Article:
Let’s take a walk down the heritage cooking lane and recollect fond memories from grandma’s kitchen.
In times of microwaves, ovens and electric tandoors, we Indians have somewhere forgotten the authentic taste of food which comes essentially only when cooking in a traditional way. For instance, a chutney prepared in mixer grinder will taste substantially different from one made on stone ground.
Heritage style of cooking comes from diverse regions of India, and some of the techniques are elaborative and have a delightful effect on the taste of food. So, let’s take a walk down the heritage cooking lane and recollect fond memories from our grandma’s kitchen.
Fresh bamboo and leaf steaming
In the Eastern region of India, we have a style called ‘fresh bamboo and different leaf steaming’ style which involves wrapping fish or meats of choice in leaves. The leaves used are banana, poi and colocasia leaves. The meats or fish is wrapped in the leaf with flavourings and cooked in steam or flames. This unique style helps preserve the food nutrients.
Another way to cook is to use a thick bamboo stem, fill it with rice and meats and using the same steaming method. This too helps preserve flavours and nutrients.
Cooking over a live wood fire is popular style of cooking in Northern India. Here, meats and vegetables are cooked in high temperatures in a tandoor or sigri or chullah, imparting a smoky flavour to food. Since oil usage is negligible, cooking on wood fire is healthy.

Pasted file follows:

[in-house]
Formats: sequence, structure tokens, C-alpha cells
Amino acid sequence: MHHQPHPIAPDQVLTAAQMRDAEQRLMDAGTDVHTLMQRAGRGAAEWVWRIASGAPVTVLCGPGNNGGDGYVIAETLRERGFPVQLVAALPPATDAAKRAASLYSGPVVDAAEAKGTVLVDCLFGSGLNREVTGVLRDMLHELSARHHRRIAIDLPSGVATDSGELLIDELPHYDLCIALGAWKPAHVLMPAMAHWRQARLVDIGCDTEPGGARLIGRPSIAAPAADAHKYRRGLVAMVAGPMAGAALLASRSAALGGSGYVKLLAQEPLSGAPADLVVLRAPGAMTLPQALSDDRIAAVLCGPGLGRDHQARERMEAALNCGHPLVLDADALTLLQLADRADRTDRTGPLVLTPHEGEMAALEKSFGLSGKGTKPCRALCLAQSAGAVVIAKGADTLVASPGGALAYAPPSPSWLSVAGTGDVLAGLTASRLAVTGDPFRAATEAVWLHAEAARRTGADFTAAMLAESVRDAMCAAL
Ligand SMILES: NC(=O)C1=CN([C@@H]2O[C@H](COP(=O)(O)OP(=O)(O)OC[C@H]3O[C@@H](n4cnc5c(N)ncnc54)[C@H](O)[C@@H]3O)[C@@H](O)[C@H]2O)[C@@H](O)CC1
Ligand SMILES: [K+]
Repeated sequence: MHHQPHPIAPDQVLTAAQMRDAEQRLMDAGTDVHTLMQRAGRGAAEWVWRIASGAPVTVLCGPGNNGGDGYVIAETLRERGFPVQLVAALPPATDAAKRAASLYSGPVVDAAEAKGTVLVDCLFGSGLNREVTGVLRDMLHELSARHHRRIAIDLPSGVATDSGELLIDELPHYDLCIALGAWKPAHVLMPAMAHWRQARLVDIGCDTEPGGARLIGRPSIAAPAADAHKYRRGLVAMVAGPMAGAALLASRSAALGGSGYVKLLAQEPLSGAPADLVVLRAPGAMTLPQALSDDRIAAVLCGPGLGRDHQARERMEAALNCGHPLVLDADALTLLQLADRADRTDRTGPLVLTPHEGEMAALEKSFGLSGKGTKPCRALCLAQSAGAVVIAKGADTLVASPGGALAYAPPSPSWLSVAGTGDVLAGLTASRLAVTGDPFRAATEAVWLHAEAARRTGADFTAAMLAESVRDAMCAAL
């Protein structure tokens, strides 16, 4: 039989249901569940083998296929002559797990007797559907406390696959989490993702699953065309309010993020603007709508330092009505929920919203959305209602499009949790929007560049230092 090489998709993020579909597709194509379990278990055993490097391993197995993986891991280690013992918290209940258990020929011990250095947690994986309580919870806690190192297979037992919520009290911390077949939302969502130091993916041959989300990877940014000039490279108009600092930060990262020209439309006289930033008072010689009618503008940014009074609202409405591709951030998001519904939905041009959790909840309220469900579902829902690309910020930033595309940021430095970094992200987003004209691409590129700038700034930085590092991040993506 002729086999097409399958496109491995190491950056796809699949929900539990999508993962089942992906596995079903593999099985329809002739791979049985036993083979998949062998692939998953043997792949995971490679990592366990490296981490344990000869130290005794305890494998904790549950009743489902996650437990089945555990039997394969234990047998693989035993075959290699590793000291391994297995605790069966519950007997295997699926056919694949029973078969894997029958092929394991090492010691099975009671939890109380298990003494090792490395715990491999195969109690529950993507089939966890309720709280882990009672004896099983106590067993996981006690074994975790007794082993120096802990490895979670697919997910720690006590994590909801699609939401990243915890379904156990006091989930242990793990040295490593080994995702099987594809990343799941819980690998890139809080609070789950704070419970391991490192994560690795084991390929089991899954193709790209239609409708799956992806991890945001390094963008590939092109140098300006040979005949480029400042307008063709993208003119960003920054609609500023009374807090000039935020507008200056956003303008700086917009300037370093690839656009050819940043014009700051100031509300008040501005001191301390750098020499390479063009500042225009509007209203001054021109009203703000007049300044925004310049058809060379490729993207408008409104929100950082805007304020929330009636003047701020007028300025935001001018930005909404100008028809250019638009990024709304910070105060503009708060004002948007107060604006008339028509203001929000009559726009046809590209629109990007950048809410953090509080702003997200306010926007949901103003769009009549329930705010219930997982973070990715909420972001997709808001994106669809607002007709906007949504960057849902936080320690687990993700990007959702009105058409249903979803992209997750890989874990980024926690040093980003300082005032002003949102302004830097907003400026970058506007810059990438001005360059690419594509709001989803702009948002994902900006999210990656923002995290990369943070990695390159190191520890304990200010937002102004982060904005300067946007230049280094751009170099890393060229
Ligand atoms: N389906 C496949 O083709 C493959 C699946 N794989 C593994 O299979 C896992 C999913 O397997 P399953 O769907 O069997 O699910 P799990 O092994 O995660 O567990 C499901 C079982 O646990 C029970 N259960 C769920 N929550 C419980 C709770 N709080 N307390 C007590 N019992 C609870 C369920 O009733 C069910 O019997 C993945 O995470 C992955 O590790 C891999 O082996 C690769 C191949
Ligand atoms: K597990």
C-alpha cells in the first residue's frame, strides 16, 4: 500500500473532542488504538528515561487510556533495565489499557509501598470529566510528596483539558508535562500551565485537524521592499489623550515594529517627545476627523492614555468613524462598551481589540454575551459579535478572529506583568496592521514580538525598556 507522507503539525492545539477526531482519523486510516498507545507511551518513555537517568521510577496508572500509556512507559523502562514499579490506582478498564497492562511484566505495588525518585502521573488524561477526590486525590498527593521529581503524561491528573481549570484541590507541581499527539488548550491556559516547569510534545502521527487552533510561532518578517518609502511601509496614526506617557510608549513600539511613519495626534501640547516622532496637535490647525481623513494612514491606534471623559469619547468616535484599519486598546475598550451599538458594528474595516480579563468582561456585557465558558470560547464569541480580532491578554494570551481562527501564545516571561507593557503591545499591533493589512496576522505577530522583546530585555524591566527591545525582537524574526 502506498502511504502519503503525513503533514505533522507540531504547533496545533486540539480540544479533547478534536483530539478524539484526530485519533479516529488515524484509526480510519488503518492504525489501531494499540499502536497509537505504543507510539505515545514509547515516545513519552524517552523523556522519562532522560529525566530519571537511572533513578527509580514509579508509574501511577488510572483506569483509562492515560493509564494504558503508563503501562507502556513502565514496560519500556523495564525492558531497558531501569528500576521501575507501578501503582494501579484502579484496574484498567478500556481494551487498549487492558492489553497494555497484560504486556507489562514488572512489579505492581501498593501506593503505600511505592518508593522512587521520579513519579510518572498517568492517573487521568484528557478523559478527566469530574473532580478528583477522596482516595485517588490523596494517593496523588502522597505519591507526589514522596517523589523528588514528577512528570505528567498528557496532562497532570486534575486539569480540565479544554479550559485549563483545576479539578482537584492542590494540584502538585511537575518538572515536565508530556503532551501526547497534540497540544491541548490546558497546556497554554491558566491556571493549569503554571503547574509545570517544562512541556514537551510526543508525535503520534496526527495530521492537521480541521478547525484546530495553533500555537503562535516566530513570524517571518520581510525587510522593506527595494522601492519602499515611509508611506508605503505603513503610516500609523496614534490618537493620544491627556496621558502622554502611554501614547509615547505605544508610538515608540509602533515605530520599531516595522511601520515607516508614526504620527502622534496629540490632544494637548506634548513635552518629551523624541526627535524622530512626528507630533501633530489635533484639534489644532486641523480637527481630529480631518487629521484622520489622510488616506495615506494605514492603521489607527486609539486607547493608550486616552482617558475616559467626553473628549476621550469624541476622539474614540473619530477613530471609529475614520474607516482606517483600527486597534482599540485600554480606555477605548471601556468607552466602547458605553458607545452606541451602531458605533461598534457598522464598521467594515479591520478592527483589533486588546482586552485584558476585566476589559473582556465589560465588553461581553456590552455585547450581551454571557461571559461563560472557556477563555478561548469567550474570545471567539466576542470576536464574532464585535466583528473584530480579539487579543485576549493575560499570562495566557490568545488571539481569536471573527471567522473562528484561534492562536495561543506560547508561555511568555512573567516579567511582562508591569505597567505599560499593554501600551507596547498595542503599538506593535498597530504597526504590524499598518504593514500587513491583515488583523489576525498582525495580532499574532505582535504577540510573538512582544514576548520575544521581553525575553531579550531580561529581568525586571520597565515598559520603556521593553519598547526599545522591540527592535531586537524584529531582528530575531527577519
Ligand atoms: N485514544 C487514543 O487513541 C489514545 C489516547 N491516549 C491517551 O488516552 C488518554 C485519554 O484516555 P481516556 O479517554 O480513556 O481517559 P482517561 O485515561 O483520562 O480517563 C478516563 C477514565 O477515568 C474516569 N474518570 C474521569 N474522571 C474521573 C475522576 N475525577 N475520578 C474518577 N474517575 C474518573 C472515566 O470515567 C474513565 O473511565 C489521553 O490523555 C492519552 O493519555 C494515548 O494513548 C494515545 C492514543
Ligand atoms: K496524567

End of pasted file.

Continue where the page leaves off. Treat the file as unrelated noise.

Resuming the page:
The stone ground style is used in various regions of India. In this, a hand operated stone grinder is used to pulverise ingredients, just like a mixer grinder. This gives chutneys a great taste. This method of cooking helps retain colours as well.
Raw mud cooking
Indians are known to use utensils made of raw mud. Mathkas (mud utensils) are used to cook stew or braise vegetables and meats. The flavours get mixed with earthy and fresh ingredients. Cooking in raw mud also helps retain essential nutrients. Mud griddles are used to make whole rotis which yield short crust breads that have a longer shelf life.
Wooden mallets (or hammers) are used for pounding fresh meats in a wooden bowl to make it soft. It works like magic when masalas and flavourings are added before cooking the meat. Dishes like goshtaba and rista (meat mousse balls) are made using this method.
Cooking in copper vessels is another unique style. The cooking is done over a slow fire for tough meats such as lamb or venison. Copper adds a distinct flavour to the dish.
Indians love their pickles, and pickling and sun-drying are popular methods. Using vegetables, mustard oil and freshly ground spices, and then maturing it in direct sunlight. Poppadum is made by sun-drying flattened mixtures of rice and lentils. This gives the food texture, flavour and preserves its essential nutrients.
This style originates from the northern frontier region. Dum style (or sealed cooking) involves making meats tender and tasty by cooking them in their own juices. This style of cooking retains flavours and nutritional value of meats.